Rembrandt’s life as an artist, as well as his creations serve as an inspiration and a guide on how to achieve expertise in your craft--which is painting. There are so many techniques and methods by Rembrandt that we can apply in our work in order to improve the aesthetic quality of our painting. From the technique of underpainting, chiaroscuro or light play, brushwork, and incredible textured impasto technique, we will unveil all those “secrets” that we can use later on.
Before proceeding to the discussion of Rembrandt’s tricks and techniques, let us first delve into his life as a painter and as a person. Rembrandt is well known as the golden standard during the Dutch Golden Age, as well as the Baroque Period. He was born July 15, 1606 in Leiden, Netherlands as Rembrandt Harmenszoon van Rijn, the ninth child of Harmen Gerritszoon van Rijn and Neeltgen Willemsdochter van Zuijtbrouck. His mother was a Roman Catholic, while his father was a member of the Dutch Reformed Show. His family was religious which had an impact on his artwork’s style and subject, as most of his paintings were depictions of biblical scenes. Despite the fact that his works are mostly related to religion, particularly Christian faith, there was actually no direct evidence that showed Rembrandt as a firm believer in Christianity.
The Life and Works of Rembrandt: An Overview
His family was financially capable enough to let him have a formal training as an artist. Due to his inclination to painting, he was apprenticed by a Leiden history painter named Jacob van Swanenburg for about three years. Unlike many other Dutch painters who went to Italy in order to improve their artistry, Rembrandt never left the Dutch Republic during his lifetime. In 1624 or 1625, he and his colleague Jan Lievens opened an art studio in Leiden and in 1627, he started accepting apprentices and students. Later on, during 1629, he was discovered by statesman Constantijn Huygens who gave him commissions from the court of The Hague.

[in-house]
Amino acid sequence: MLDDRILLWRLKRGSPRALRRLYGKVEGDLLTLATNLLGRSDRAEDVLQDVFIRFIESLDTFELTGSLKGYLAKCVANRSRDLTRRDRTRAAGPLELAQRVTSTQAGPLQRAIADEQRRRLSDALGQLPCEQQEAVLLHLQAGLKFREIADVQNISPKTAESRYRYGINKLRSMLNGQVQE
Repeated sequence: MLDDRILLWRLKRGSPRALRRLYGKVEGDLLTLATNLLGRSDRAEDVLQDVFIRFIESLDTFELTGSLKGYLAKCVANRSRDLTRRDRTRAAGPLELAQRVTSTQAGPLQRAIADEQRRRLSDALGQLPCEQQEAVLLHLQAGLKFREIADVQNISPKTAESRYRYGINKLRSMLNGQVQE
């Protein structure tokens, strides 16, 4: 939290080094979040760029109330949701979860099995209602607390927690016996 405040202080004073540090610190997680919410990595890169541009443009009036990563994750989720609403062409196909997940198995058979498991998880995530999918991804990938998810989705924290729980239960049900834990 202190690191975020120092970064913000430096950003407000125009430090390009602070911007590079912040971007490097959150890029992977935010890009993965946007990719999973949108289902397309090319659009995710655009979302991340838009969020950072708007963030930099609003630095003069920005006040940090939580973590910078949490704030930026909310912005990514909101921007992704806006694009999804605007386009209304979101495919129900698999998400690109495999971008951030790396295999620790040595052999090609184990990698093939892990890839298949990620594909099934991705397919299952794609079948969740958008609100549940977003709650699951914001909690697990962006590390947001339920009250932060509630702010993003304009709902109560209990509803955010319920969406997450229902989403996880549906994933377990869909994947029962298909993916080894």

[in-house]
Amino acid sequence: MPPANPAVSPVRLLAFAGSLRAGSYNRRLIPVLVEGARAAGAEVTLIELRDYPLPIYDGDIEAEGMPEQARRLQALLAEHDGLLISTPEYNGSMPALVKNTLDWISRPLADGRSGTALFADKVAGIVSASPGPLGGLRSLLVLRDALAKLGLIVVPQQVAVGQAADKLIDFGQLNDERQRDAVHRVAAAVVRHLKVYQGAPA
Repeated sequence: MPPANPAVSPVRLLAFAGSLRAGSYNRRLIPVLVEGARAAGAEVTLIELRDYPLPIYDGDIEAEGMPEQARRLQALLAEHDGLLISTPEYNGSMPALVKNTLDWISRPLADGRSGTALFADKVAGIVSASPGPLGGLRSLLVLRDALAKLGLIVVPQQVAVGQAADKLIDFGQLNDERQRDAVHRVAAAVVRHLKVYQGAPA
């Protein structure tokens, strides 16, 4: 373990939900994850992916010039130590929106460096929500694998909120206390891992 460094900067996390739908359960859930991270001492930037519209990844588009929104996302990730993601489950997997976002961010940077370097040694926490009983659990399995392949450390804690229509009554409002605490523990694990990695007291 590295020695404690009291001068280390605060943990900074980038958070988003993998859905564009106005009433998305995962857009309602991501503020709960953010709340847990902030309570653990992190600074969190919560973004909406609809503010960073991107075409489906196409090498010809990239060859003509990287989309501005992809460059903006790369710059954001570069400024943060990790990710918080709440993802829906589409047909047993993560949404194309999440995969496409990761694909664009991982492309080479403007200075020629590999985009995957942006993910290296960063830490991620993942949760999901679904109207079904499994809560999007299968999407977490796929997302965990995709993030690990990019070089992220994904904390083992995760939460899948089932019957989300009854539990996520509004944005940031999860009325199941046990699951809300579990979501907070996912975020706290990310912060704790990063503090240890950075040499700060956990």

Four years later, he moved to Amsterdam and began his career as a professional portraitist. He got married to the cousin of his colleague named Saskia van Uylenburg. They had four children, most of whom died young as only their fourth child Titus van Rijn survived into adulthood. Rembrandt was an unfaithful husband, who had numerous affairs during his marriage with Saskia.
Despite his controversial personal life, he was successful as a painter, teacher, and art dealer. According to art experts, Rembrandt produced approximately 600 paintings, 400 etchings, and 2,000 drawings. Truly, he is the epitome of a hard-working artist who aimed tirelessly to perfect his work.
In a letter sent to Constantijn Huygens, which is considered to be the only surviving letter of Rembrandt, he revealed his “secret” behind the perfection of his art: “de meeste en de natuurlijkste beweegelijkheid.” The phrase translates to “the greatest and most natural movement.” The phrase is subject to interpretations, but some experts argue that beweegelijkheid means “emotion” or “motive.” Whatever the real meaning is, it is evident that Rembrandt was passionate about his craft, therefore making his technique impeccable. Indeed, he is one of the greatest painters of his time and of history.